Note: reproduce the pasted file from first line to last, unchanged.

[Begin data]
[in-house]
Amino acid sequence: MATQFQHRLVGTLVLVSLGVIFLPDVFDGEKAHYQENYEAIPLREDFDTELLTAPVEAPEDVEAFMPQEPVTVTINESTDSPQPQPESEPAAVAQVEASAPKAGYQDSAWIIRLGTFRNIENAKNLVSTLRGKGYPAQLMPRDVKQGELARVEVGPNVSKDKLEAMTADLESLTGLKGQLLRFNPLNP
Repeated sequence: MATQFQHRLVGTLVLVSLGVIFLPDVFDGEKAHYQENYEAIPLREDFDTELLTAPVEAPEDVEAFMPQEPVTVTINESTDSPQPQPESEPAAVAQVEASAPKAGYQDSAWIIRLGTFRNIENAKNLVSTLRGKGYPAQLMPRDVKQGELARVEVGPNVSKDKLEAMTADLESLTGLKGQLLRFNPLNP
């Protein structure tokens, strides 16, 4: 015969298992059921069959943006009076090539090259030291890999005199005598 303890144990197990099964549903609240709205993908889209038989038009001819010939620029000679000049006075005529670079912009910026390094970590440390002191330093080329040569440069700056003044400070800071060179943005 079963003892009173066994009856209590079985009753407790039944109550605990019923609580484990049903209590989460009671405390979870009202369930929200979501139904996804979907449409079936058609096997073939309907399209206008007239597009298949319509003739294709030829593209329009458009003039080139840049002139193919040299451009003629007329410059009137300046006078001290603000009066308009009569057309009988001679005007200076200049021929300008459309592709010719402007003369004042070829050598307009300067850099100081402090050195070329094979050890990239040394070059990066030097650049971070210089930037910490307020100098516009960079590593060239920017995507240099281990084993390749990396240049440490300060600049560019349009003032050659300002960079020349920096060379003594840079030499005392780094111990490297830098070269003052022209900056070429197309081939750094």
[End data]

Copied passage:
[in-house]
Amino acid sequence: MATQFQHRLVGTLVLVSLGVIFLPDVFDGEKAHYQENYEAIPLREDFDTELLTAPVEAPEDVEAFMPQEPVTVTINESTDSPQPQPESEPAAVAQVEASAPKAGYQDSAWIIRLGTFRNIENAKNLVSTLRGKGYPAQLMPRDVKQGELARVEVGPNVSKDKLEAMTADLESLTGLKGQLLRFNPLNP
Repeated sequence: MATQFQHRLVGTLVLVSLGVIFLPDVFDGEKAHYQENYEAIPLREDFDTELLTAPVEAPEDVEAFMPQEPVTVTINESTDSPQPQPESEPAAVAQVEASAPKAGYQDSAWIIRLGTFRNIENAKNLVSTLRGKGYPAQLMPRDVKQGELARVEVGPNVSKDKLEAMTADLESLTGLKGQLLRFNPLNP
């Protein structure tokens, strides 16, 4: 015969298992059921069959943006009076090539090259030291890999005199005598 303890144990197990099964549903609240709205993908889209038989038009001819010939620029000679000049006075005529670079912009910026390094970590440390002191330093080329040569440069700056003044400070800071060179943005 079963003892009173066994009856209590079985009753407790039944109550605990019923609580484990049903209590989460009671405390979870009202369930929200979501139904996804979907449409079936058609096997073939309907399209206008007239597009298949319509003739294709030829593209329009458009003039080139840049002139193919040299451009003629007329410059009137300046006078001290603000009066308009009569057309009988001679005007200076200049021929300008459309592709010719402007003369004042070829050598307009300067850099100081402090050195070329094979050890990239040394070059990066030097650049971070210089930037910490307020100098516009960079590593060239920017995507240099281990084993390749990396240049440490300060600049560019349009003032050659300002960079020349920096060379003594840079030499005392780094111990490297830098070269003052022209900056070429197309081939750094």